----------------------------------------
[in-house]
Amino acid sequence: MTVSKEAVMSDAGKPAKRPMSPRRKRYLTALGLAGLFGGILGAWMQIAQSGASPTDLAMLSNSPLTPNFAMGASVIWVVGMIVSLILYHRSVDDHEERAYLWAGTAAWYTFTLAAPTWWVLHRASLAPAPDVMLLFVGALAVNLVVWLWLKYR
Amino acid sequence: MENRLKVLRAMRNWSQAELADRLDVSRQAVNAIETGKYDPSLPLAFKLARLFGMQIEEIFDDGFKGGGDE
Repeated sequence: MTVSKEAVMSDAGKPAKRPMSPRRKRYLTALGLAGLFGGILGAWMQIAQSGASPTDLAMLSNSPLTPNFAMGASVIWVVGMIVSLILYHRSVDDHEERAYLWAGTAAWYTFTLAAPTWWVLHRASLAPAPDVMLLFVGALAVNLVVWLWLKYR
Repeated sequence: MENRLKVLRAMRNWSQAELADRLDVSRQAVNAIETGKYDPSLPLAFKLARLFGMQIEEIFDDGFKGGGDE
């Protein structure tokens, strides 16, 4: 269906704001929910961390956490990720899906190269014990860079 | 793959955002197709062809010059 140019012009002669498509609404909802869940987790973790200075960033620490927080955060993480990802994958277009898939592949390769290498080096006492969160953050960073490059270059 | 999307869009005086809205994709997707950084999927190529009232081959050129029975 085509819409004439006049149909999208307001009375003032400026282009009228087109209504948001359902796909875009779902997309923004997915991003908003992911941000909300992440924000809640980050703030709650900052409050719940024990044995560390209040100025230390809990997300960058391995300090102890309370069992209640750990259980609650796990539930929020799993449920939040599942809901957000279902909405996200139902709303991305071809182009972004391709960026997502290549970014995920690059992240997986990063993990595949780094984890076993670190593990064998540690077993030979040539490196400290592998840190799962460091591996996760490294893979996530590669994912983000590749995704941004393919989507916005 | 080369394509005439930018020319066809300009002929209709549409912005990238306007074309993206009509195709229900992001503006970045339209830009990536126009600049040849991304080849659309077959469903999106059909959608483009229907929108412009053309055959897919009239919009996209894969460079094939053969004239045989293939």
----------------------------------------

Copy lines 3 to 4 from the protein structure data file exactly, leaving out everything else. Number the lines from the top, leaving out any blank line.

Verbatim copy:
Amino acid sequence: MENRLKVLRAMRNWSQAELADRLDVSRQAVNAIETGKYDPSLPLAFKLARLFGMQIEEIFDDGFKGGGDE
Repeated sequence: MTVSKEAVMSDAGKPAKRPMSPRRKRYLTALGLAGLFGGILGAWMQIAQSGASPTDLAMLSNSPLTPNFAMGASVIWVVGMIVSLILYHRSVDDHEERAYLWAGTAAWYTFTLAAPTWWVLHRASLAPAPDVMLLFVGALAVNLVVWLWLKYR